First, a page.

Wednesday, May 4, 2011
What's the Word?
The traditional charismatic approach is to see this gift as God's dropping statements into our minds without any previous basis for such knowledge. I have no problem in principle with this; I have had it happen to me on occasion. (There are limitations of privacy that prevent me from describing the circumstances.) Others, trying to avoid a blatantly miraculous understanding of the gift, have seen it as a gift of working with knowledge.This would be the type of gift you might find, for instance, in a seminary professor . I do not violently object to this either. After all, seminary professors need gifts too. Might I suggest something in the middle that perhaps would incorporate the extremes? Could the idea be that God leads you to the knowledge He wants you to have? It could mean the knowledge coming totally out of nowhere. But it could also mean picking up just the right book or just the right article to answer something you needed to know, even if it was not what you went to the book or article for. Or God's bringing to mind the right thing to say at the right time. Now it should be noted that some knowledge is valuable even if you do not know where it comes from, while other knowledge is only useful if you know the source. I realize this is highly conjectural, but it seems to fit with my experience and the substance of the text.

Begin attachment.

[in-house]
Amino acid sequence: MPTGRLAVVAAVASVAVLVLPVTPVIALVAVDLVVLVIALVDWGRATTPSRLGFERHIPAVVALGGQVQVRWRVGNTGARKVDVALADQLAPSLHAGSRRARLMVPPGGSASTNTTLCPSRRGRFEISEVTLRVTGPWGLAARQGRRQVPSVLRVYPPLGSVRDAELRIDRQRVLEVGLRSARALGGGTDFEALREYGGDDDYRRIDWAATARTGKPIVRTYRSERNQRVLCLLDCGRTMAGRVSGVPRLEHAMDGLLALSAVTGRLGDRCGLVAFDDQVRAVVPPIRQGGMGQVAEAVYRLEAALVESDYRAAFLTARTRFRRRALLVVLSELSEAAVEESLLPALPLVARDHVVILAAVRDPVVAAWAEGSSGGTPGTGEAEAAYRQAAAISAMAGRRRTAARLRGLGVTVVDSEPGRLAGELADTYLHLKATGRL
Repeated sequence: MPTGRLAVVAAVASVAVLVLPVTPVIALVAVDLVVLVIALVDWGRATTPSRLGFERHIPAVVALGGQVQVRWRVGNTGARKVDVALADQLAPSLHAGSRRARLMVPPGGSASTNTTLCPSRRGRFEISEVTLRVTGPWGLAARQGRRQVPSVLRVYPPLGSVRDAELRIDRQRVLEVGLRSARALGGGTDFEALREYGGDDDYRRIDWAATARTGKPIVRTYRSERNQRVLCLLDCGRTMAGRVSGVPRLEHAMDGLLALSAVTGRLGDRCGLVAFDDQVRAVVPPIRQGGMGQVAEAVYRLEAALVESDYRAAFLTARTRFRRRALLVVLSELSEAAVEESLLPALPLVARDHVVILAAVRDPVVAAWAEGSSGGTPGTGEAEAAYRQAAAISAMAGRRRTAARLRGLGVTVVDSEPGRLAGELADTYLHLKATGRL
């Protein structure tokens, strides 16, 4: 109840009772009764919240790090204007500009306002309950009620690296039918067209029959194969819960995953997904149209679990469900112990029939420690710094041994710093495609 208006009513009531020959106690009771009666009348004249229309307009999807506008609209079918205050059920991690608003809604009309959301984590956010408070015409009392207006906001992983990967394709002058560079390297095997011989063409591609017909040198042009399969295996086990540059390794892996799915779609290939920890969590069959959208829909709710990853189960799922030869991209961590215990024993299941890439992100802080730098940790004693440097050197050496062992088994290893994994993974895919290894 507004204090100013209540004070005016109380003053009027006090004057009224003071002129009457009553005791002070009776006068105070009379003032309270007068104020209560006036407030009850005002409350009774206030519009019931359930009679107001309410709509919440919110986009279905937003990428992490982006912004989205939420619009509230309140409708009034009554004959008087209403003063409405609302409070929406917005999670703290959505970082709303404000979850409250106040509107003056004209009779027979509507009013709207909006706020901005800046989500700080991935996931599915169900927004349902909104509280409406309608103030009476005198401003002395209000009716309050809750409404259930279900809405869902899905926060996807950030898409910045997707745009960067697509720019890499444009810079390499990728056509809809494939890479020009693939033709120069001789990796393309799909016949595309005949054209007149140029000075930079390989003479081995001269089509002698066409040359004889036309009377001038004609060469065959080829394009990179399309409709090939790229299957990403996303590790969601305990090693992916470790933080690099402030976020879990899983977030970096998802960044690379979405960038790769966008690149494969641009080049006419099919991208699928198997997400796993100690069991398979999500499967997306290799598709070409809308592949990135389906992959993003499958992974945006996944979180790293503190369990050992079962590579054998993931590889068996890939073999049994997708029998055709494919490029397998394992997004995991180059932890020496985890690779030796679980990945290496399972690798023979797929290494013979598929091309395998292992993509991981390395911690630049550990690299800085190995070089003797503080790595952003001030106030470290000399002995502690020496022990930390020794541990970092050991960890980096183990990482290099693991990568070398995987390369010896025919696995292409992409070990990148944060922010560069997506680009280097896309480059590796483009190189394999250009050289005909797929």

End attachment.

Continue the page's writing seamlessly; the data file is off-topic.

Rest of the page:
Now the one thing it clearly does not mean is that we can trust every impulse or thought that runs through our mind as being from God. We are commanded to test all things (1 Thessalonians 5:21).Nor should the word of knowledge be equated with full, inspired revelation; it is in the same verse as prophecy, and why would there be three different terms for the same thing? It also clearly does not mean a person will know everything they want to know. Even full-blown prophets are sometimes not told everything (2 Kings 4:27). But I do find this approach helpful in understanding these two gifts.